MARRIAGE STORY (2019)
An incisive and compassionate look at a marriage breaking up and a family staying together.
Marriage, or any long-term relationship, can have strange side-effects. One day you might look at your partner and be jolted into remembering they’re a separate person to you. Perhaps years of cohabiting and sharing everything (from what you dreamed about to toothbrushes) leads to this phenomenon; a jarring realisation that closeness doesn’t equal sameness, and that the person you share everything with can see you in ways that nobody else can… not even yourself.
Marriage Story is a film about this idea and the people who’ve so deeply merged with their partners, with the concept of marriage itself, that they no longer know who they are. It’s a film that poses the question ‘how do you love somebody when you no longer love what they represent in your life?’
Writer-director Noah Baumbach is no stranger to the inherent contradictions of human emotions. His previous film, The Meyerowitz Stories (2017), was an emotionally tortured look at the competitive and bitter dynamics of a fraying family, while The Squid and the Whale (2005) told a divorce story from the perspective of the troubled children. Marriage Story is possibly his most emotionally complex and moving film yet; the story of a couple going through the process of separation, then divorce. It’s a remarkably focussed work, staying almost entirely in the company of either theatre director husband Charlie Barber (Adam Driver) or his actress wife Nicole (Scarlett Johansson).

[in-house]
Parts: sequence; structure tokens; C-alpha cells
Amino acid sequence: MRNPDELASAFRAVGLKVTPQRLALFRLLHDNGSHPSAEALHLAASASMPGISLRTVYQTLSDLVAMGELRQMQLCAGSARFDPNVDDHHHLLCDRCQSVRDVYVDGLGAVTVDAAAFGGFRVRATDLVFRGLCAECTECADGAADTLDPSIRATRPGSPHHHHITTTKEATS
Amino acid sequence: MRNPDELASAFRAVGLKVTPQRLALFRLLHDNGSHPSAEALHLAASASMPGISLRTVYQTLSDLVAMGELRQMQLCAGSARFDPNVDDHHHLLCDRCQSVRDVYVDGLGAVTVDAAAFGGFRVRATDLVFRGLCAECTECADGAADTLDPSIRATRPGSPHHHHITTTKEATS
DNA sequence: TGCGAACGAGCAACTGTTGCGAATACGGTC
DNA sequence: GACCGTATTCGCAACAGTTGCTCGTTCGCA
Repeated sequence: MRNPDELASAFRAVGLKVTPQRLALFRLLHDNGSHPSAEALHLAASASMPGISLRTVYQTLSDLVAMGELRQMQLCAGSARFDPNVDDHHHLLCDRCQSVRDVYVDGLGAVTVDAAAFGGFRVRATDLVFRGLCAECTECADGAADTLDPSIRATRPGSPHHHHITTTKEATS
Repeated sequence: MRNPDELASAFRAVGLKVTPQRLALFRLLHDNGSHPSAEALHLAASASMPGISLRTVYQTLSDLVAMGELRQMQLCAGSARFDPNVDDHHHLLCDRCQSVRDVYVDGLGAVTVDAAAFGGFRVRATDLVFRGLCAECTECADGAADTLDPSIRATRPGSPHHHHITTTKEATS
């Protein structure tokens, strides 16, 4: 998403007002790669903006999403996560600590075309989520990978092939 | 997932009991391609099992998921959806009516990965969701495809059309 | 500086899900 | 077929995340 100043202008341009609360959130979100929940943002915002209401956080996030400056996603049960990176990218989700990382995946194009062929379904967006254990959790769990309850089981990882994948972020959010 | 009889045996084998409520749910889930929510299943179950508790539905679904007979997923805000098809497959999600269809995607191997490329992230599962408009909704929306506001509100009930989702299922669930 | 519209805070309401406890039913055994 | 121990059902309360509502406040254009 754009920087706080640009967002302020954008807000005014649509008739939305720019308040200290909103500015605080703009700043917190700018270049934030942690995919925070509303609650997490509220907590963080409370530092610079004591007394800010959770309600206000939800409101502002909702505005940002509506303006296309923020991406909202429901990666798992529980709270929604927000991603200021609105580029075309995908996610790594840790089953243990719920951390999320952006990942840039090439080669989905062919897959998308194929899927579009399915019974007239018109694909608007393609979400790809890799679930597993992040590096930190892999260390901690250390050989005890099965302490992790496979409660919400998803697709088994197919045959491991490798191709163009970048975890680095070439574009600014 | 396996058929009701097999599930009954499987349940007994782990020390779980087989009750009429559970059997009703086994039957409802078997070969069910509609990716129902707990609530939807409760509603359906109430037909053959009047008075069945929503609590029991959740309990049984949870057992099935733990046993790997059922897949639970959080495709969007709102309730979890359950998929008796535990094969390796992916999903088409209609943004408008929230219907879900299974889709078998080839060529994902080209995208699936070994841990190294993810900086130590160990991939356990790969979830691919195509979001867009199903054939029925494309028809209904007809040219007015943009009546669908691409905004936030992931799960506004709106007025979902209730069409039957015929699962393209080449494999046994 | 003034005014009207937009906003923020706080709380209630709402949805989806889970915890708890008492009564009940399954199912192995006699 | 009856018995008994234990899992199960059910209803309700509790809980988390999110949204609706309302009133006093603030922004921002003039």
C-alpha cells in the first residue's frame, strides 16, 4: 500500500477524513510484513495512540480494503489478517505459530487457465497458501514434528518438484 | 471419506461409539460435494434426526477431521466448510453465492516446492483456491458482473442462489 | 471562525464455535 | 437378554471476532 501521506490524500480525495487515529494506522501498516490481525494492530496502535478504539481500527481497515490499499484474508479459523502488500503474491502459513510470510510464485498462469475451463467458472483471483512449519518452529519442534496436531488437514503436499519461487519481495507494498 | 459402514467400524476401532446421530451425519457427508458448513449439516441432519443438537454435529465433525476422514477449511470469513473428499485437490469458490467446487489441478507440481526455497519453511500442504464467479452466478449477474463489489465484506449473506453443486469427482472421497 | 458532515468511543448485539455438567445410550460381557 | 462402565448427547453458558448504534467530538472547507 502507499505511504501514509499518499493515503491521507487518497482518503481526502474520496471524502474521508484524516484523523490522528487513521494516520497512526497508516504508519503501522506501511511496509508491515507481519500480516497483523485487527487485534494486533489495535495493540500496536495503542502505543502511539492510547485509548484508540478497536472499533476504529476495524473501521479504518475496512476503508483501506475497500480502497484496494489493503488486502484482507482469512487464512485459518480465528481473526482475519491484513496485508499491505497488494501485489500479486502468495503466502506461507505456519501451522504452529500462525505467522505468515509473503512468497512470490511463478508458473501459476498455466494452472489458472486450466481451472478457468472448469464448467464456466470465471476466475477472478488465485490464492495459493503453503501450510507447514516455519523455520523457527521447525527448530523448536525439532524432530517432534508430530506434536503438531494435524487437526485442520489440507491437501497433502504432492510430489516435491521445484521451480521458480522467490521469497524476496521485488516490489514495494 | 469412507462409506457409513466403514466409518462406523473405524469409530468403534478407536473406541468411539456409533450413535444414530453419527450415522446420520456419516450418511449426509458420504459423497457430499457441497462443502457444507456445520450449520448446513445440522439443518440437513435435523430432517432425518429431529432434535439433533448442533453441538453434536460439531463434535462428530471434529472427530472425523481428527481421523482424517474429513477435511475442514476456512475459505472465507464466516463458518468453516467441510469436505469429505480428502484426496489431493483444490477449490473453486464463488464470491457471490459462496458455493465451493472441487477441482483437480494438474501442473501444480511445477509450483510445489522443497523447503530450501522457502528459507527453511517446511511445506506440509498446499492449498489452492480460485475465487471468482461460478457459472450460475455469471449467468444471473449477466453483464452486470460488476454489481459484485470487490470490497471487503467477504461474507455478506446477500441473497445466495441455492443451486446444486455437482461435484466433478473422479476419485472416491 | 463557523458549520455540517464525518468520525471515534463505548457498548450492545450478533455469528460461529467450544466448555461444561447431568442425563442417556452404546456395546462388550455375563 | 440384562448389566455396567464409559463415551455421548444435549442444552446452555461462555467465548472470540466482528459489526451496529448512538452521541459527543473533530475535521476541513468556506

There’s an array of essential supporting characters, too—most notably a powerhouse Laura Dern and a deeply touching Alan Alda, as the Barbers’ respective divorce attorneys. But Charlie or Nicole appear in every scene. In a lesser film, this choice might become limiting, but the decision actually frees Baumbach up to dive into the mechanics of their dissolving relationship and explore their dynamic with specificity. Instead of complicating proceedings with needless subplots or contrivances, Baumbach instead ties every event in the film to the divorce, creating something so tangled and forceful that everything is viewed through the lens of Charlie and Nicole. However, while it’s unfolding, the film often feels light on its feet.